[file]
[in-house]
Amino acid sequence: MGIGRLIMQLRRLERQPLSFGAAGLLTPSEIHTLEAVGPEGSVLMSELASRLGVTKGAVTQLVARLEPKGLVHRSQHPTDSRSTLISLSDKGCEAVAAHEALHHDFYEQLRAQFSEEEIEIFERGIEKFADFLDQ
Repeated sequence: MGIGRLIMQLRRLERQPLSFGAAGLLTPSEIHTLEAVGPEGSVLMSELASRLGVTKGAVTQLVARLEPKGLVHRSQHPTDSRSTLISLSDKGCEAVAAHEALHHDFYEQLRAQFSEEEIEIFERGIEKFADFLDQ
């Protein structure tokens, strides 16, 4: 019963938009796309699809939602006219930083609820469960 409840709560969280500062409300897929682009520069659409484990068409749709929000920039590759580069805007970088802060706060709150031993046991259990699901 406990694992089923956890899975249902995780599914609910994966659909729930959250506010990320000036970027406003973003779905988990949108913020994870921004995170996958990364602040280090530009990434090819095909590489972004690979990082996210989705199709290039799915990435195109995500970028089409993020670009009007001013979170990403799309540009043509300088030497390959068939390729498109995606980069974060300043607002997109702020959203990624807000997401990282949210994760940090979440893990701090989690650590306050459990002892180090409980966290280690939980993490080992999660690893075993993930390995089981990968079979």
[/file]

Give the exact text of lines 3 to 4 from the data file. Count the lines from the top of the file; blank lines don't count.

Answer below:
Repeated sequence: MGIGRLIMQLRRLERQPLSFGAAGLLTPSEIHTLEAVGPEGSVLMSELASRLGVTKGAVTQLVARLEPKGLVHRSQHPTDSRSTLISLSDKGCEAVAAHEALHHDFYEQLRAQFSEEEIEIFERGIEKFADFLDQ
């Protein structure tokens, strides 16, 4: 019963938009796309699809939602006219930083609820469960 409840709560969280500062409300897929682009520069659409484990068409749709929000920039590759580069805007970088802060706060709150031993046991259990699901 406990694992089923956890899975249902995780599914609910994966659909729930959250506010990320000036970027406003973003779905988990949108913020994870921004995170996958990364602040280090530009990434090819095909590489972004690979990082996210989705199709290039799915990435195109995500970028089409993020670009009007001013979170990403799309540009043509300088030497390959068939390729498109995606980069974060300043607002997109702020959203990624807000997401990282949210994760940090979440893990701090989690650590306050459990002892180090409980966290280690939980993490080992999660690893075993993930390995089981990968079979």